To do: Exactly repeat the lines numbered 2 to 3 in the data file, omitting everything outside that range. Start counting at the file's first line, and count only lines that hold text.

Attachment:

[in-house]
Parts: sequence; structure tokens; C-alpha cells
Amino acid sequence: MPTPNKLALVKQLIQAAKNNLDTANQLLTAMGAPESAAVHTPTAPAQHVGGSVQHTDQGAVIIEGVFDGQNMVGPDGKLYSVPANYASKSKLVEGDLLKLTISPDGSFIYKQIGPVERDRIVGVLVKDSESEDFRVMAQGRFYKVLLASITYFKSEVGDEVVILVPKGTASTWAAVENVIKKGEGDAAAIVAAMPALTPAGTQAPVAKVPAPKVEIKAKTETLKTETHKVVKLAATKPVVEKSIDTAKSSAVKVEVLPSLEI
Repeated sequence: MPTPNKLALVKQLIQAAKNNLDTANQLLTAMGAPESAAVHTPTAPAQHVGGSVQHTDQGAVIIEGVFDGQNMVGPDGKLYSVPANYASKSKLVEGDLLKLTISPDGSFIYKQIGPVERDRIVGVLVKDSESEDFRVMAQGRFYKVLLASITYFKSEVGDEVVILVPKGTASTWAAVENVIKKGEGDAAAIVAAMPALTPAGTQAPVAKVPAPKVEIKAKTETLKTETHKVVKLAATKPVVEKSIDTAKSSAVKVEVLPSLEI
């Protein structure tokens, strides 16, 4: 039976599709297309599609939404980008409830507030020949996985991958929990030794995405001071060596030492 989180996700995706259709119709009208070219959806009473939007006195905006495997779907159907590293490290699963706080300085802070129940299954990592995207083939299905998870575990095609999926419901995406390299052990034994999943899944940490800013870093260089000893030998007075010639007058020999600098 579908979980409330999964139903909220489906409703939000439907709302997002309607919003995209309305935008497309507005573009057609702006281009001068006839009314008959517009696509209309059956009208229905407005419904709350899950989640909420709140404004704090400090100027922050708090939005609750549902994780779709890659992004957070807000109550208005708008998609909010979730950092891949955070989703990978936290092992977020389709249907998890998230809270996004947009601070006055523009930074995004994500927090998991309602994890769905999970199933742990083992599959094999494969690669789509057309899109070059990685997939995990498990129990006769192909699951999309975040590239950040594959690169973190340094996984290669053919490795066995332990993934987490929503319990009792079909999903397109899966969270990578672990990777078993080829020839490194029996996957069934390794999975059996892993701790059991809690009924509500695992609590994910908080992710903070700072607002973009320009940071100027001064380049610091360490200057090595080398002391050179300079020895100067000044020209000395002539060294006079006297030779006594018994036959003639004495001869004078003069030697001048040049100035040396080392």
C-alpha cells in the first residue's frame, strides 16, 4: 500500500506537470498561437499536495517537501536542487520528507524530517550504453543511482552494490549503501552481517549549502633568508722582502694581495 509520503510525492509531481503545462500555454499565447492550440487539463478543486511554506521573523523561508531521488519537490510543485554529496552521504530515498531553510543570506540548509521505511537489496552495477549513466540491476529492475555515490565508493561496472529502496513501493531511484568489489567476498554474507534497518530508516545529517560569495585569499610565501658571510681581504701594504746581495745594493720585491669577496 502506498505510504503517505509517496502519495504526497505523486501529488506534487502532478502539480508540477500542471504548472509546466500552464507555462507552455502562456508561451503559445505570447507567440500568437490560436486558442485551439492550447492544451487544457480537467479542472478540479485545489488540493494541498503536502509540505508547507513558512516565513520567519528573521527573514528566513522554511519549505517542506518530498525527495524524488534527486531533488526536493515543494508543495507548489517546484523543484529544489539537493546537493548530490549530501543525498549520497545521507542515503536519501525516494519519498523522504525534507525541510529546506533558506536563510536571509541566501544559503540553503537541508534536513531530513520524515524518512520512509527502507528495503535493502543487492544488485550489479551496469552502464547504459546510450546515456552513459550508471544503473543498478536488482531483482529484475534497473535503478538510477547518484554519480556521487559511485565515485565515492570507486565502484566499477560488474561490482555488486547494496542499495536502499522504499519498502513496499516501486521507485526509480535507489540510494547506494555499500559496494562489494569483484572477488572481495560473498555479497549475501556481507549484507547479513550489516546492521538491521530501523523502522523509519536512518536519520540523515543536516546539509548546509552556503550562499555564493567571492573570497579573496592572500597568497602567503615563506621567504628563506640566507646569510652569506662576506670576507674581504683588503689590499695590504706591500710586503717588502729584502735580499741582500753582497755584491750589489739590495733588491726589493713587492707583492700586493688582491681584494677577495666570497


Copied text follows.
Parts: sequence; structure tokens; C-alpha cells
Amino acid sequence: MPTPNKLALVKQLIQAAKNNLDTANQLLTAMGAPESAAVHTPTAPAQHVGGSVQHTDQGAVIIEGVFDGQNMVGPDGKLYSVPANYASKSKLVEGDLLKLTISPDGSFIYKQIGPVERDRIVGVLVKDSESEDFRVMAQGRFYKVLLASITYFKSEVGDEVVILVPKGTASTWAAVENVIKKGEGDAAAIVAAMPALTPAGTQAPVAKVPAPKVEIKAKTETLKTETHKVVKLAATKPVVEKSIDTAKSSAVKVEVLPSLEI